Death penalty trial delayed for Md. prisoner accused of killing guard
Test of new restrictions could come 5 years after officer's death, but appeal pending
Maryland's first death penalty trial under the state's new restrictions has been delayed until May, and a pending pretrial appeal could delay it further.
The trial of Lee Edward Stephens, one of two prisoners charged in the death of a correctional officer, had been scheduled to begin next month in an Anne Arundel County courtroom, four years after David McGuinn was stabbed at the now-closed Maryland House of Correction in Jessup. The trial was recently postponed for 10 months, giving the defense more time to prepare and perhaps resolve the pretrial appeal.
That appeal, which questions changes in Maryland's death penalty law enacted in 2009, could delay the trial further. If not argued before April, when the appeal is tentatively set to be heard, a decision is unlikely before the trial's scheduled May 5 start.
This month, the Maryland attorney general's office asked the Court of Special Appeals to hear the appeal before Thanksgiving. The request was opposed by Stephens' lawyers, who said preparing for the appeal would conflict with other work.
Stephens, 31, and Lamar Cornelius Harris, 39, could receive the death penalty if convicted of killing McGuinn, 42, on July 25, 2006. They were teenagers when they committed the crimes that sent them to prison for life.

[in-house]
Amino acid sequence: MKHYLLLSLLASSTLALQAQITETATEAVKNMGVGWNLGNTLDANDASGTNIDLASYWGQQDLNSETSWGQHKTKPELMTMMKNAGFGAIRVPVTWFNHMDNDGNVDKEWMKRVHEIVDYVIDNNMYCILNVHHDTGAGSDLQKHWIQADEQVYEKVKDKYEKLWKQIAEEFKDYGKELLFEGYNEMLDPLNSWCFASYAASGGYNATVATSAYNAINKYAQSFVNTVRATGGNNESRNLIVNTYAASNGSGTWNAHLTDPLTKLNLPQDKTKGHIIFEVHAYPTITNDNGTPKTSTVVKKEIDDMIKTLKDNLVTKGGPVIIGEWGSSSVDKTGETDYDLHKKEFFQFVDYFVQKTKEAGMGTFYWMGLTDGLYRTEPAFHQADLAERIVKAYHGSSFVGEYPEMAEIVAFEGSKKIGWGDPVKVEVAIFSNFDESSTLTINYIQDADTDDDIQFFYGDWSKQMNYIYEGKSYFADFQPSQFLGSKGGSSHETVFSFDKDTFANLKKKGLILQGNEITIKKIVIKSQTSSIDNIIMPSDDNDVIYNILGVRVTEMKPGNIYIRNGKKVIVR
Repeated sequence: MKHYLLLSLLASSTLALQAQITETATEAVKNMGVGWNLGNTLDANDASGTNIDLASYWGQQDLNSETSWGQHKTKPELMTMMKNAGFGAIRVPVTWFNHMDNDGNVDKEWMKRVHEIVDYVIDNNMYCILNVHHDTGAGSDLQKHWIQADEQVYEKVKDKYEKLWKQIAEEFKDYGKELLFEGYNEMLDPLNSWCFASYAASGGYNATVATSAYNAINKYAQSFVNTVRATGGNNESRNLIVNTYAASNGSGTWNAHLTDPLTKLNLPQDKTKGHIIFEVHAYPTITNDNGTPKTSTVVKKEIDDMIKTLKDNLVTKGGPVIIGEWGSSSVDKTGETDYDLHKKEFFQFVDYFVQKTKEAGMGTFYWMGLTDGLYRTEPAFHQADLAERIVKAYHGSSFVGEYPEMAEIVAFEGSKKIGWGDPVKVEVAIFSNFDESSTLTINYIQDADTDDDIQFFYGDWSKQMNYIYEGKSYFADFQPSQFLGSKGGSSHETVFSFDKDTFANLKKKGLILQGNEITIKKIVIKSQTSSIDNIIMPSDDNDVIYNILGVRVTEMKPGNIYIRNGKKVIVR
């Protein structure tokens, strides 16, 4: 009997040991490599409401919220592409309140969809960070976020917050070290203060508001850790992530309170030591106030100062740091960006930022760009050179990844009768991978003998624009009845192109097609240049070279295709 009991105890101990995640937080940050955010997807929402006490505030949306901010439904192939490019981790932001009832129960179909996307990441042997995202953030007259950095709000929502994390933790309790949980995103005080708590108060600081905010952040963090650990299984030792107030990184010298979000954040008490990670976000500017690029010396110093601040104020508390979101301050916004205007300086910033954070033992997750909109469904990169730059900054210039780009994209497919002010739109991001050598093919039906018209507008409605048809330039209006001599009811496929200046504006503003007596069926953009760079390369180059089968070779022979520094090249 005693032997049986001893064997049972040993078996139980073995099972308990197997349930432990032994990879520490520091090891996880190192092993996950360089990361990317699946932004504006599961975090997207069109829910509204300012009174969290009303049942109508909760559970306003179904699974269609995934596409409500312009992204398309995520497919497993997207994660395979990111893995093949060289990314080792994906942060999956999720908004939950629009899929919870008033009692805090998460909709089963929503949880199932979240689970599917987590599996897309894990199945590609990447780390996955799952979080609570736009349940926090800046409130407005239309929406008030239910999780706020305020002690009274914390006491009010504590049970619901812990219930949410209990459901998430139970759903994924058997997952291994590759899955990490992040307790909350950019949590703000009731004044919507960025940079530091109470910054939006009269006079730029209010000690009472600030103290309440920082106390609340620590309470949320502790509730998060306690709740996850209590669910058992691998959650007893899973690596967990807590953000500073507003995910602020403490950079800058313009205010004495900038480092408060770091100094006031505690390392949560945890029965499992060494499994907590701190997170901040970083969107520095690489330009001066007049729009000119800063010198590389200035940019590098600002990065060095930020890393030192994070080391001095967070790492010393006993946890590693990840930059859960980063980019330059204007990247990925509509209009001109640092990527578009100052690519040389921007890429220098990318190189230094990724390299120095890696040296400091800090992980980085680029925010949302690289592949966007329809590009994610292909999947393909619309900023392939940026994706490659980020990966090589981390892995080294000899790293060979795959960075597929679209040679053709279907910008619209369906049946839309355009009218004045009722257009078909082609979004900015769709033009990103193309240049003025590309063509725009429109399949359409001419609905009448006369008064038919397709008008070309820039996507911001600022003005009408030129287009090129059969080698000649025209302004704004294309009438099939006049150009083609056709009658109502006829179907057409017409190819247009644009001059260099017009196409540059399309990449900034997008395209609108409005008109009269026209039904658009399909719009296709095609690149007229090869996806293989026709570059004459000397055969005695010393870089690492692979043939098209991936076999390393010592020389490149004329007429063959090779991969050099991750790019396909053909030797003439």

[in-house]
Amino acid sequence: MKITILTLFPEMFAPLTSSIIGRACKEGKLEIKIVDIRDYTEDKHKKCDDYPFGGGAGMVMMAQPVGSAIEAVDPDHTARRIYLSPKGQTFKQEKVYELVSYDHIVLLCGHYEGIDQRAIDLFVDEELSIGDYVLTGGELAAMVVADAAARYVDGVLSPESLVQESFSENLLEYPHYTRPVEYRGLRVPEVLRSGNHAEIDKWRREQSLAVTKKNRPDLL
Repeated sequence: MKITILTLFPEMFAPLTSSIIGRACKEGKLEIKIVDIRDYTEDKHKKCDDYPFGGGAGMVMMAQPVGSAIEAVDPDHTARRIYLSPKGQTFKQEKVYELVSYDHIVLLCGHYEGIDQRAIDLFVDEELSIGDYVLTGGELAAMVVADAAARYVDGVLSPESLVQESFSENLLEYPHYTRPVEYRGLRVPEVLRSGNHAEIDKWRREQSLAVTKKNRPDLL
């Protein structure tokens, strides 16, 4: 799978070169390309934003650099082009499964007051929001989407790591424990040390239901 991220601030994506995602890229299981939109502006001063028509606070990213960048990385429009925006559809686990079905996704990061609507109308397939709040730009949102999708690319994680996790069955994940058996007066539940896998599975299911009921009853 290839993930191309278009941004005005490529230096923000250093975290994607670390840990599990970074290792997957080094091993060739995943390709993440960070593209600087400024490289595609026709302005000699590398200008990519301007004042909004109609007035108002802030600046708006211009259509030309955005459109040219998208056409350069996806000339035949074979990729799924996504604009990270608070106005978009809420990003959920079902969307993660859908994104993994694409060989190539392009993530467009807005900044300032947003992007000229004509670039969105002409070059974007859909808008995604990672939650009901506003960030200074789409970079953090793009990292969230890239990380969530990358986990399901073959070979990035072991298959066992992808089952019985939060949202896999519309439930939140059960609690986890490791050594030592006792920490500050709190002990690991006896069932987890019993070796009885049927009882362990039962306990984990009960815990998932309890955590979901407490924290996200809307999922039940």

In 2009, Maryland's death penalty law was amended to limit capital punishment to murder cases in which there is DNA or other biological evidence, a videotaped confession or a video recording of the crime.
Stephens' lawyers challenged whether the state's evidence meets the new legal standard. Last year, they asked a judge to hold a hearing on whether the prosecution's DNA evidence, which includes blood on Stephens' underwear, met the requirement of tying DNA to the crime.
In court documents, they described a crime scene so gory that at least one inmate told them that when he was led out of his prison tier, "he literally slipped and fell in a pool of blood." Contending that McGuinn's blood "was everywhere," they argued that his DNA could have linked any of the more than 40 prisoners on the tier to his homicide. They sought to have other prisoners testify.
Prosecutors contended that the DNA evidence was for a jury to evaluate.
After Anne Arundel County Circuit Judge Paul A. Hackner rejected the defense challenge, Stephens' lawyers appealed the ruling.
"This is an important issue," said Gary E. Proctor, one of two lawyers hired by the Office of the Public Defender to represent Stephens. "This is the first appeal of the new statute in the state."
Stephens' trial is scheduled to last 10 weeks. Longtime court administrator Robert G. Wallace said he could not recall a trial in the county lasting that long.
No trial date has been set for Harris. His competency to stand trial remains an issue.